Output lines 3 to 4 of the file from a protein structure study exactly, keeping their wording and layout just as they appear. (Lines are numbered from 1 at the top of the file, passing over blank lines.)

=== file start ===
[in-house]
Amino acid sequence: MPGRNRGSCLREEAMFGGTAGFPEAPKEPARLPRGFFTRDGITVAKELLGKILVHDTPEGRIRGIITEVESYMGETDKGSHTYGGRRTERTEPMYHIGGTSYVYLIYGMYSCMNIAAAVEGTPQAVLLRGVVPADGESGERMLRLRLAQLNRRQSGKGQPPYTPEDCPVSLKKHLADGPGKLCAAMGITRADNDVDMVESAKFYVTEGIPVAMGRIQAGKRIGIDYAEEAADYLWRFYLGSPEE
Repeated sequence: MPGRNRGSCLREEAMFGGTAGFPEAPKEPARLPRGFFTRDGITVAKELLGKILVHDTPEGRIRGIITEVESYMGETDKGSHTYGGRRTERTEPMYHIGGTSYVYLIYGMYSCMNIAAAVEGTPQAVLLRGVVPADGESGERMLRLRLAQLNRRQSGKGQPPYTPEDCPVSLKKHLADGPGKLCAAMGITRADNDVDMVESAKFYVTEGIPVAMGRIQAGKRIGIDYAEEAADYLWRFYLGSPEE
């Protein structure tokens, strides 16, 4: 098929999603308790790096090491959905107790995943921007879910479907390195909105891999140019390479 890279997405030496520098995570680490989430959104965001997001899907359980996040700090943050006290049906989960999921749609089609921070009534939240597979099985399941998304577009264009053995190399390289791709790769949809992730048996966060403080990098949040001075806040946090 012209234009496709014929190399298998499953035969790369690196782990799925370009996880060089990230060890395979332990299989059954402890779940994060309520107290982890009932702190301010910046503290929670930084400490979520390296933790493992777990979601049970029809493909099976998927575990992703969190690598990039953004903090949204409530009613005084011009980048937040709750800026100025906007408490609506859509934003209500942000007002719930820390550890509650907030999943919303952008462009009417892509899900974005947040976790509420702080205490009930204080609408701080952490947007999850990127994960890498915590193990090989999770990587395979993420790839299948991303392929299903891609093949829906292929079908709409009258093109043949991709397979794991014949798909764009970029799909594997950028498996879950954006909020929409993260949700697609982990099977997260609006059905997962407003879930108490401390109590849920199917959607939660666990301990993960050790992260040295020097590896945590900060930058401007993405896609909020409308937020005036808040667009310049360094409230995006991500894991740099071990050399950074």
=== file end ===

Repeated sequence: MPGRNRGSCLREEAMFGGTAGFPEAPKEPARLPRGFFTRDGITVAKELLGKILVHDTPEGRIRGIITEVESYMGETDKGSHTYGGRRTERTEPMYHIGGTSYVYLIYGMYSCMNIAAAVEGTPQAVLLRGVVPADGESGERMLRLRLAQLNRRQSGKGQPPYTPEDCPVSLKKHLADGPGKLCAAMGITRADNDVDMVESAKFYVTEGIPVAMGRIQAGKRIGIDYAEEAADYLWRFYLGSPEE
């Protein structure tokens, strides 16, 4: 098929999603308790790096090491959905107790995943921007879910479907390195909105891999140019390479 890279997405030496520098995570680490989430959104965001997001899907359980996040700090943050006290049906989960999921749609089609921070009534939240597979099985399941998304577009264009053995190399390289791709790769949809992730048996966060403080990098949040001075806040946090 012209234009496709014929190399298998499953035969790369690196782990799925370009996880060089990230060890395979332990299989059954402890779940994060309520107290982890009932702190301010910046503290929670930084400490979520390296933790493992777990979601049970029809493909099976998927575990992703969190690598990039953004903090949204409530009613005084011009980048937040709750800026100025906007408490609506859509934003209500942000007002719930820390550890509650907030999943919303952008462009009417892509899900974005947040976790509420702080205490009930204080609408701080952490947007999850990127994960890498915590193990090989999770990587395979993420790839299948991303392929299903891609093949829906292929079908709409009258093109043949991709397979794991014949798909764009970029799909594997950028498996879950954006909020929409993260949700697609982990099977997260609006059905997962407003879930108490401390109590849920199917959607939660666990301990993960050790992260040295020097590896945590900060930058401007993405896609909020409308937020005036808040667009310049360094409230995006991500894991740099071990050399950074």